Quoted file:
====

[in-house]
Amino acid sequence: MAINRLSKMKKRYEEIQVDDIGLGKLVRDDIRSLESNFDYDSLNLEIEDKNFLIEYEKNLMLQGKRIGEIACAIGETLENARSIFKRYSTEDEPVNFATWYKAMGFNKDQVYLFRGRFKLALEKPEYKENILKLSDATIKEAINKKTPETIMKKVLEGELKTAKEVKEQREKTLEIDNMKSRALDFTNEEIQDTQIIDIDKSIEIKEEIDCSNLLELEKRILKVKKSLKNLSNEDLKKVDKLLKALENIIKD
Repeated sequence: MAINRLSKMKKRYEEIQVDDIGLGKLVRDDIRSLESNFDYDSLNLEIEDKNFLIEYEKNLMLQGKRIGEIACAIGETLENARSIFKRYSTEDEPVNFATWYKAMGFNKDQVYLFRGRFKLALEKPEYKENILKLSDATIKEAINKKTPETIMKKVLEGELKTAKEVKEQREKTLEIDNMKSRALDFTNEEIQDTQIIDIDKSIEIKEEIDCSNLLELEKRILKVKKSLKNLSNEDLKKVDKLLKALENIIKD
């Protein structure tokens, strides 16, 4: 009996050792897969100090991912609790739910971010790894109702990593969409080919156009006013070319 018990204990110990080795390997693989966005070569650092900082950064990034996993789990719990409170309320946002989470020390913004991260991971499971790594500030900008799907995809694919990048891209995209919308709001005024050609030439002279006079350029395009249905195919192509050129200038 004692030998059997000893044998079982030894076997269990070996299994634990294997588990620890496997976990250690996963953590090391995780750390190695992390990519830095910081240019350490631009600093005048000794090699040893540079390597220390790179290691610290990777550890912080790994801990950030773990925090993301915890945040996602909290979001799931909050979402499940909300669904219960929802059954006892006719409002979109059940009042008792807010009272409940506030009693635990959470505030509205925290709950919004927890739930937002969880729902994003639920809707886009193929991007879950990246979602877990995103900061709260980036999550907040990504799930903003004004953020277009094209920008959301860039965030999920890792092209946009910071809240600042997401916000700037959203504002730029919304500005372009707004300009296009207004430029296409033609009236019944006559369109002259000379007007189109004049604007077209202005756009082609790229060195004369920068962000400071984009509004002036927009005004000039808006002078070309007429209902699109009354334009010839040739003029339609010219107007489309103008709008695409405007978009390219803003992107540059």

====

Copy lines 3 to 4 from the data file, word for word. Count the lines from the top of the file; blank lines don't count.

Repeated sequence: MAINRLSKMKKRYEEIQVDDIGLGKLVRDDIRSLESNFDYDSLNLEIEDKNFLIEYEKNLMLQGKRIGEIACAIGETLENARSIFKRYSTEDEPVNFATWYKAMGFNKDQVYLFRGRFKLALEKPEYKENILKLSDATIKEAINKKTPETIMKKVLEGELKTAKEVKEQREKTLEIDNMKSRALDFTNEEIQDTQIIDIDKSIEIKEEIDCSNLLELEKRILKVKKSLKNLSNEDLKKVDKLLKALENIIKD
């Protein structure tokens, strides 16, 4: 009996050792897969100090991912609790739910971010790894109702990593969409080919156009006013070319 018990204990110990080795390997693989966005070569650092900082950064990034996993789990719990409170309320946002989470020390913004991260991971499971790594500030900008799907995809694919990048891209995209919308709001005024050609030439002279006079350029395009249905195919192509050129200038 004692030998059997000893044998079982030894076997269990070996299994634990294997588990620890496997976990250690996963953590090391995780750390190695992390990519830095910081240019350490631009600093005048000794090699040893540079390597220390790179290691610290990777550890912080790994801990950030773990925090993301915890945040996602909290979001799931909050979402499940909300669904219960929802059954006892006719409002979109059940009042008792807010009272409940506030009693635990959470505030509205925290709950919004927890739930937002969880729902994003639920809707886009193929991007879950990246979602877990995103900061709260980036999550907040990504799930903003004004953020277009094209920008959301860039965030999920890792092209946009910071809240600042997401916000700037959203504002730029919304500005372009707004300009296009207004430029296409033609009236019944006559369109002259000379007007189109004049604007077209202005756009082609790229060195004369920068962000400071984009509004002036927009005004000039808006002078070309007429209902699109009354334009010839040739003029339609010219107007489309103008709008695409405007978009390219803003992107540059």